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#1
Hi,

I just recorded myself doing an improvisation based around The House of the Rising Sun.

I'm far from the best guitarist in the world, but feel like I am able to express myself emotionally by playing guitar.
I was just wondering if some of you could listen to the recording (all of it if possible, I know it's long...), and give me some comments on it. I know it's noisy at times, and might just be crap, but still comments/constructive criticism would be appreciated (no "you suck" ones though).

Thanks

Recording can be found here

EDIT:
Here is an example of me playing more conservatively/normally: http://www.youtube.com/watch?v=FyMrssKf8NU
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Last edited by dwally89 at May 30, 2011,
#2
Change "by far" to "far from", unless you mean to say you're the greatest.
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#3
After listening to this, it sounded like you could use help on everything. Phrasing, note choices, understanding the way bends work. I really didn't like it, except the part where you played the main melody. It was just painful to listen to. I don't know if you were expecting such a blunt statement, but I feel that the only way to get better at something is when people give you acess to the truth about how they feel. I hope this helps you in your quest to become a better player and say more musically.

For those who want to say that my comments are harsh, I accept that, but I'm also being honest about my opinion, where yours may be different.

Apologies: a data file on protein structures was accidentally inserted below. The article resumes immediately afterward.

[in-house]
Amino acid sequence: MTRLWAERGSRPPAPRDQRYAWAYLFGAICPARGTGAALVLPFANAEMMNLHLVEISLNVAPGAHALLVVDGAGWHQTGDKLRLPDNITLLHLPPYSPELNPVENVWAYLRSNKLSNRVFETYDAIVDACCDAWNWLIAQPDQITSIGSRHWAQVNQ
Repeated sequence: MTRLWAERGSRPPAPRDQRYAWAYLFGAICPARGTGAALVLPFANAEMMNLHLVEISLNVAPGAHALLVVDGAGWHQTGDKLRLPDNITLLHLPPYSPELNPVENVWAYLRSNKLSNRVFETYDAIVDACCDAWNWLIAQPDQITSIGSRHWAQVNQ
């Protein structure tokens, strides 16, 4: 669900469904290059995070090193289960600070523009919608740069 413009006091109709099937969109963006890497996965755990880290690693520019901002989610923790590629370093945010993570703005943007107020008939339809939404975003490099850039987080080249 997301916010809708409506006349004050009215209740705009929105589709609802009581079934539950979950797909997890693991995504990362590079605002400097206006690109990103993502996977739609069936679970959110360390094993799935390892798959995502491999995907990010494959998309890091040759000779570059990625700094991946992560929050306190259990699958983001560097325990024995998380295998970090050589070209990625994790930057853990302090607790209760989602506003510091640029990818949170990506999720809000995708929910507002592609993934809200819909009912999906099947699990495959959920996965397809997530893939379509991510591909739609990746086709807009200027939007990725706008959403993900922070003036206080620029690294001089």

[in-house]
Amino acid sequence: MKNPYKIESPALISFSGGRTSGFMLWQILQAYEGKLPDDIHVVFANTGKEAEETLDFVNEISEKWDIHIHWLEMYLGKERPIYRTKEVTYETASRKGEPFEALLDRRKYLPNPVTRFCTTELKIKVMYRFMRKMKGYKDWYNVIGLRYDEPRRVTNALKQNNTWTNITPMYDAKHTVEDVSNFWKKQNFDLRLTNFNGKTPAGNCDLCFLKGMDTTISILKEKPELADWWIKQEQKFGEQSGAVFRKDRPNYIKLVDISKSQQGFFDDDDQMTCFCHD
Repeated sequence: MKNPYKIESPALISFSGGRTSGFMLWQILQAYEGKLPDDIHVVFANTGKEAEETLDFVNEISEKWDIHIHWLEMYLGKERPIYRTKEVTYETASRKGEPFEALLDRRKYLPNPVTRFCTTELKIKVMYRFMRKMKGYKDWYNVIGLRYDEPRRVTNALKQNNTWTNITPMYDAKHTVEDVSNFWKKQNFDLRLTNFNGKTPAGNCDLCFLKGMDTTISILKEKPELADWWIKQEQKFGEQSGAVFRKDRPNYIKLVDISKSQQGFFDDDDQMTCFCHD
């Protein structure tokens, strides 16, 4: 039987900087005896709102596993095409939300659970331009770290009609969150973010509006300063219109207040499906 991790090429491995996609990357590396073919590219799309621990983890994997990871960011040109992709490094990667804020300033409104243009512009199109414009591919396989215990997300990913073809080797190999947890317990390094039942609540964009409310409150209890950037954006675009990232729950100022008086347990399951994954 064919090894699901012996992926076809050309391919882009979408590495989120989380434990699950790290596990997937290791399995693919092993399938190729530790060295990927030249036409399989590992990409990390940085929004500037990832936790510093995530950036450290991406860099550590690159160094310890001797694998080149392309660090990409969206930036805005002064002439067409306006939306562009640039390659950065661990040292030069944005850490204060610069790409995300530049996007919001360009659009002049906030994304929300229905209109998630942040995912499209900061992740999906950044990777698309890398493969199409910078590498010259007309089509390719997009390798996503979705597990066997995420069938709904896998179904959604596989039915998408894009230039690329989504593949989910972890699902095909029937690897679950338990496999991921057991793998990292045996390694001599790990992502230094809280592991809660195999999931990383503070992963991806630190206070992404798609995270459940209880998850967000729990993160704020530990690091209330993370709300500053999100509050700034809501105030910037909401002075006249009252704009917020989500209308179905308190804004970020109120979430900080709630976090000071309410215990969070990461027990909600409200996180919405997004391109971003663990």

I listened to the entire 13 minutes of the jam, in the future, when asking a favor, please make the jam much shorter, as while you may have not had a problem with it, consider your listeners time, and what you are asking of them.

Best,

Sean
#5
Listened to most of the track. On a few parts there were some technique problems. Areas where the note wasn't clearly stuck. Or where the notes were too sharp or flat. Around 1:29 in the song you did have a really good part with expression. From what I listened to the song was balanced between good and bad. What I would do is break the track down and sort out the good and bad. Listen to what you did in the best parts and see what you can grow on. Also I would consider to listen to the not so good parts and see what you can do to make them better. Maybe if you go back and hit the correct pitch on a few notes that part would be much better also.